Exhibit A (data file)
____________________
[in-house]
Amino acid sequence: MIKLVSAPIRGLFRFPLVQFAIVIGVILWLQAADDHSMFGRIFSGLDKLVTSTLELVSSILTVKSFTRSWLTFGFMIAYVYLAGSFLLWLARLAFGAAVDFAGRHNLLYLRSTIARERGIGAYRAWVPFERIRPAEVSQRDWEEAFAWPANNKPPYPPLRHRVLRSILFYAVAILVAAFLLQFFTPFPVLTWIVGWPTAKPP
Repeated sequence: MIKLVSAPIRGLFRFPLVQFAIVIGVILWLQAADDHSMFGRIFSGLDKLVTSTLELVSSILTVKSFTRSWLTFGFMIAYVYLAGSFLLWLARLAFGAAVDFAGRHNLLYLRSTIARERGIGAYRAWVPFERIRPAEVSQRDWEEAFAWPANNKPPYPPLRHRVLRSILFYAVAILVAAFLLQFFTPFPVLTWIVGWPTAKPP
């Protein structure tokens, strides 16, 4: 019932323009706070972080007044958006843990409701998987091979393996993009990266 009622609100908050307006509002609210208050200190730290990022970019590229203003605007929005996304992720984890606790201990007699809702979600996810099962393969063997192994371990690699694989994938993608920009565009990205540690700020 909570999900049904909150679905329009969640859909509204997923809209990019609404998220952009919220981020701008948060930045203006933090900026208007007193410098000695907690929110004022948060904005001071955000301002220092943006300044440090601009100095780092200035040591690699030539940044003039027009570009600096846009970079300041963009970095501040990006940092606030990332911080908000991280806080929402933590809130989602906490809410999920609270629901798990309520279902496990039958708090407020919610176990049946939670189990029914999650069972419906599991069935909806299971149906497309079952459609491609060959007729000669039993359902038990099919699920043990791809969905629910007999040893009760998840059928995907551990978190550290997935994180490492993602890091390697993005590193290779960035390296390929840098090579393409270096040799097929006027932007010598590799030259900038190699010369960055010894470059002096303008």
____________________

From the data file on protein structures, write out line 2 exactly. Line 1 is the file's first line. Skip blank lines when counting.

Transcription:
Amino acid sequence: MIKLVSAPIRGLFRFPLVQFAIVIGVILWLQAADDHSMFGRIFSGLDKLVTSTLELVSSILTVKSFTRSWLTFGFMIAYVYLAGSFLLWLARLAFGAAVDFAGRHNLLYLRSTIARERGIGAYRAWVPFERIRPAEVSQRDWEEAFAWPANNKPPYPPLRHRVLRSILFYAVAILVAAFLLQFFTPFPVLTWIVGWPTAKPP